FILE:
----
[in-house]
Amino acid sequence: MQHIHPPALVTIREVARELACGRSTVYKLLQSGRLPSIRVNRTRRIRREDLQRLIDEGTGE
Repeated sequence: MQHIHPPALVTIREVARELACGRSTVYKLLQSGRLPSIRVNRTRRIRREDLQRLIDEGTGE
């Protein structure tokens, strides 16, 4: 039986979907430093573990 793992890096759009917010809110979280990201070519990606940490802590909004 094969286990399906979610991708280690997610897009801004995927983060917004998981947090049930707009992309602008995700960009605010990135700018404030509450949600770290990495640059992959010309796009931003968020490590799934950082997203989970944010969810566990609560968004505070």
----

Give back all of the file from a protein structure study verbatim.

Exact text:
[in-house]
Amino acid sequence: MQHIHPPALVTIREVARELACGRSTVYKLLQSGRLPSIRVNRTRRIRREDLQRLIDEGTGE
Repeated sequence: MQHIHPPALVTIREVARELACGRSTVYKLLQSGRLPSIRVNRTRRIRREDLQRLIDEGTGE
């Protein structure tokens, strides 16, 4: 039986979907430093573990 793992890096759009917010809110979280990201070519990606940490802590909004 094969286990399906979610991708280690997610897009801004995927983060917004998981947090049930707009992309602008995700960009605010990135700018404030509450949600770290990495640059992959010309796009931003968020490590799934950082997203989970944010969810566990609560968004505070």